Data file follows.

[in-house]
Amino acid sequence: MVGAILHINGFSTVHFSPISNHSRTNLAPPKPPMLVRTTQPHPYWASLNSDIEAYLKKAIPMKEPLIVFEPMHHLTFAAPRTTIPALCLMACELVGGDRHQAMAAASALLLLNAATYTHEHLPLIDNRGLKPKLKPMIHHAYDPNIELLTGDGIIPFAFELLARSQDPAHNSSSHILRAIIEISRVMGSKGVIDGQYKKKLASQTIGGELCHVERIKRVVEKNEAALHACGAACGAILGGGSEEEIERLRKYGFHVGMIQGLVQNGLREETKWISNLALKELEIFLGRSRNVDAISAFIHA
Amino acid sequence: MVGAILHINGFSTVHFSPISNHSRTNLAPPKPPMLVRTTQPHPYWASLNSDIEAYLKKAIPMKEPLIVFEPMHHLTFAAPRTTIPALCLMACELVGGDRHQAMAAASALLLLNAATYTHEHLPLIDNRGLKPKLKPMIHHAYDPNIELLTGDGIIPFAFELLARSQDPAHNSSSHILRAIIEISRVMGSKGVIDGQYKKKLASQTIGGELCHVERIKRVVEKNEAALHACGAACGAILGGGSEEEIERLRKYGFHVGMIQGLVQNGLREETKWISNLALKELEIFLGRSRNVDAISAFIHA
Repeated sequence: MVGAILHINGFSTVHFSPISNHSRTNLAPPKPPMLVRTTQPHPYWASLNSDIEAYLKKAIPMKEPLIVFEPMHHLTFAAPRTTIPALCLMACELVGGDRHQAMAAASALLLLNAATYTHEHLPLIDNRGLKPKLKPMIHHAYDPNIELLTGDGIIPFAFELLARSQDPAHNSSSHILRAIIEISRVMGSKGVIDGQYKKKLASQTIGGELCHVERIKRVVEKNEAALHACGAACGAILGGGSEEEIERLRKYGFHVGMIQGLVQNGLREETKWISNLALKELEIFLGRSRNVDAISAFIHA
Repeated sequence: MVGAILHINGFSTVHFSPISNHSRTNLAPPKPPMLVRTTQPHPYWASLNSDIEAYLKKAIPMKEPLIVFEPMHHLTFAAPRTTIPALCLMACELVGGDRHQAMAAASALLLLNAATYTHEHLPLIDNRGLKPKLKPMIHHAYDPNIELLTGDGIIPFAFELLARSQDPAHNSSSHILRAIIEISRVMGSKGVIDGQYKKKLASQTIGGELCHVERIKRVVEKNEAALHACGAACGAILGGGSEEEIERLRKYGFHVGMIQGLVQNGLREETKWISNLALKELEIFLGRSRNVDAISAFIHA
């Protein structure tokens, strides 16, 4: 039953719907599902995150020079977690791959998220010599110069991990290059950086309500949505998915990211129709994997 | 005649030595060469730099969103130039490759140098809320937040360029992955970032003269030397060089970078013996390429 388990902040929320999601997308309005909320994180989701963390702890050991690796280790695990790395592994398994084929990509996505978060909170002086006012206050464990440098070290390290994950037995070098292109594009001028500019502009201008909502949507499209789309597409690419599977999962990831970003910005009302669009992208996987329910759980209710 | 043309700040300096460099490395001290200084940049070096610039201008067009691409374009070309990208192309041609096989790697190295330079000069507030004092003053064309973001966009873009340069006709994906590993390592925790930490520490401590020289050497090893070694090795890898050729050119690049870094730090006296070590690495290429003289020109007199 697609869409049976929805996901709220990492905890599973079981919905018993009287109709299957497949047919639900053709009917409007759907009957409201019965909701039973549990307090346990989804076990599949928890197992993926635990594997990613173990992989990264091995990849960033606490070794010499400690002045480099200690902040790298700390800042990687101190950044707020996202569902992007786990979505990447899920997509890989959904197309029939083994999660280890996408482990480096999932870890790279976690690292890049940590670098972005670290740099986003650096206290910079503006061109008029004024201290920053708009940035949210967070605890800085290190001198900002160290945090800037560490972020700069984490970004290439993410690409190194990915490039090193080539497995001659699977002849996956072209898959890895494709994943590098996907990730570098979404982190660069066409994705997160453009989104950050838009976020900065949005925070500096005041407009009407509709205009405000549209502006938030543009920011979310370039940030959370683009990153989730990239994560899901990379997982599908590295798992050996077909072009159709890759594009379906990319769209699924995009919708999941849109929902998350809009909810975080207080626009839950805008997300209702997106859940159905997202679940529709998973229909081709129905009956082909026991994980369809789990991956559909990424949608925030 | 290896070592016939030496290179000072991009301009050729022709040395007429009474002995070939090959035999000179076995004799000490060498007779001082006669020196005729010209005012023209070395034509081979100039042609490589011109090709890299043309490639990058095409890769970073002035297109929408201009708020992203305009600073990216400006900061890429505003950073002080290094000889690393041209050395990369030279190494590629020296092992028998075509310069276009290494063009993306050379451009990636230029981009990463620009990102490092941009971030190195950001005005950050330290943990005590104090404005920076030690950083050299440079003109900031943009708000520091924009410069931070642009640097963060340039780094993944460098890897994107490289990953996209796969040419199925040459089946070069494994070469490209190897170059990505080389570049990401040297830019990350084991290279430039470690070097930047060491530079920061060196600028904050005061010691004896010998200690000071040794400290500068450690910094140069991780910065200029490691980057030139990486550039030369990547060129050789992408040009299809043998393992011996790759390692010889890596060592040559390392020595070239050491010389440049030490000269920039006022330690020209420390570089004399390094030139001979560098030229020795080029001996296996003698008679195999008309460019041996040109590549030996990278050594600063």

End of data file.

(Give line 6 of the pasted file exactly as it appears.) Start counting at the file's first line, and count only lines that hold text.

């Protein structure tokens, strides 16, 4: 039953719907599902995150020079977690791959998220010599110069991990290059950086309500949505998915990211129709994997 | 005649030595060469730099969103130039490759140098809320937040360029992955970032003269030397060089970078013996390429 388990902040929320999601997308309005909320994180989701963390702890050991690796280790695990790395592994398994084929990509996505978060909170002086006012206050464990440098070290390290994950037995070098292109594009001028500019502009201008909502949507499209789309597409690419599977999962990831970003910005009302669009992208996987329910759980209710 | 043309700040300096460099490395001290200084940049070096610039201008067009691409374009070309990208192309041609096989790697190295330079000069507030004092003053064309973001966009873009340069006709994906590993390592925790930490520490401590020289050497090893070694090795890898050729050119690049870094730090006296070590690495290429003289020109007199 697609869409049976929805996901709220990492905890599973079981919905018993009287109709299957497949047919639900053709009917409007759907009957409201019965909701039973549990307090346990989804076990599949928890197992993926635990594997990613173990992989990264091995990849960033606490070794010499400690002045480099200690902040790298700390800042990687101190950044707020996202569902992007786990979505990447899920997509890989959904197309029939083994999660280890996408482990480096999932870890790279976690690292890049940590670098972005670290740099986003650096206290910079503006061109008029004024201290920053708009940035949210967070605890800085290190001198900002160290945090800037560490972020700069984490970004290439993410690409190194990915490039090193080539497995001659699977002849996956072209898959890895494709994943590098996907990730570098979404982190660069066409994705997160453009989104950050838009976020900065949005925070500096005041407009009407509709205009405000549209502006938030543009920011979310370039940030959370683009990153989730990239994560899901990379997982599908590295798992050996077909072009159709890759594009379906990319769209699924995009919708999941849109929902998350809009909810975080207080626009839950805008997300209702997106859940159905997202679940529709998973229909081709129905009956082909026991994980369809789990991956559909990424949608925030 | 290896070592016939030496290179000072991009301009050729022709040395007429009474002995070939090959035999000179076995004799000490060498007779001082006669020196005729010209005012023209070395034509081979100039042609490589011109090709890299043309490639990058095409890769970073002035297109929408201009708020992203305009600073990216400006900061890429505003950073002080290094000889690393041209050395990369030279190494590629020296092992028998075509310069276009290494063009993306050379451009990636230029981009990463620009990102490092941009971030190195950001005005950050330290943990005590104090404005920076030690950083050299440079003109900031943009708000520091924009410069931070642009640097963060340039780094993944460098890897994107490289990953996209796969040419199925040459089946070069494994070469490209190897170059990505080389570049990401040297830019990350084991290279430039470690070097930047060491530079920061060196600028904050005061010691004896010998200690000071040794400290500068450690910094140069991780910065200029490691980057030139990486550039030369990547060129050789992408040009299809043998393992011996790759390692010889890596060592040559390392020595070239050491010389440049030490000269920039006022330690020209420390570089004399390094030139001979560098030229020795080029001996296996003698008679195999008309460019041996040109590549030996990278050594600063």